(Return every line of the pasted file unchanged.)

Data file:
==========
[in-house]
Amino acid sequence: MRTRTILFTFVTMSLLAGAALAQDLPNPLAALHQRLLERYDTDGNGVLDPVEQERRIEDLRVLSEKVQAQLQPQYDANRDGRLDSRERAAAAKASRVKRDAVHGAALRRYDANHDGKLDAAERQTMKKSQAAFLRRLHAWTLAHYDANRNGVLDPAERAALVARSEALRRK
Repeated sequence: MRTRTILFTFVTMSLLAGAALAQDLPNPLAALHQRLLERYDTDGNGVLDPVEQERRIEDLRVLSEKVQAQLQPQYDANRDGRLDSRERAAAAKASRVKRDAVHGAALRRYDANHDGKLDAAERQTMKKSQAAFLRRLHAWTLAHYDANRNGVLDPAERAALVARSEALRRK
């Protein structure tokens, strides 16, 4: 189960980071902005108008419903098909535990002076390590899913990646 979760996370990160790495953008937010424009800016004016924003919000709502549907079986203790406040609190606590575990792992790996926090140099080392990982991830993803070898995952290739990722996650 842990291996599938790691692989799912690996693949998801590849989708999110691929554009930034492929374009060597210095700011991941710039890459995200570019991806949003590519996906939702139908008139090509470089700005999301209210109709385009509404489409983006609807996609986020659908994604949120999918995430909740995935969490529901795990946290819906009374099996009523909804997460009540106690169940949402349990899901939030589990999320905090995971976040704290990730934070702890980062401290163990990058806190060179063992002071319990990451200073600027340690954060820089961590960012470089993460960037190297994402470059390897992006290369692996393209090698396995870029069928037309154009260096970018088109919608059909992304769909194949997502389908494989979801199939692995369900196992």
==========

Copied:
[in-house]
Amino acid sequence: MRTRTILFTFVTMSLLAGAALAQDLPNPLAALHQRLLERYDTDGNGVLDPVEQERRIEDLRVLSEKVQAQLQPQYDANRDGRLDSRERAAAAKASRVKRDAVHGAALRRYDANHDGKLDAAERQTMKKSQAAFLRRLHAWTLAHYDANRNGVLDPAERAALVARSEALRRK
Repeated sequence: MRTRTILFTFVTMSLLAGAALAQDLPNPLAALHQRLLERYDTDGNGVLDPVEQERRIEDLRVLSEKVQAQLQPQYDANRDGRLDSRERAAAAKASRVKRDAVHGAALRRYDANHDGKLDAAERQTMKKSQAAFLRRLHAWTLAHYDANRNGVLDPAERAALVARSEALRRK
């Protein structure tokens, strides 16, 4: 189960980071902005108008419903098909535990002076390590899913990646 979760996370990160790495953008937010424009800016004016924003919000709502549907079986203790406040609190606590575990792992790996926090140099080392990982991830993803070898995952290739990722996650 842990291996599938790691692989799912690996693949998801590849989708999110691929554009930034492929374009060597210095700011991941710039890459995200570019991806949003590519996906939702139908008139090509470089700005999301209210109709385009509404489409983006609807996609986020659908994604949120999918995430909740995935969490529901795990946290819906009374099996009523909804997460009540106690169940949402349990899901939030589990999320905090995971976040704290990730934070702890980062401290163990990058806190060179063992002071319990990451200073600027340690954060820089961590960012470089993460960037190297994402470059390897992006290369692996393209090698396995870029069928037309154009260096970018088109919608059909992304769909194949997502389908494989979801199939692995369900196992």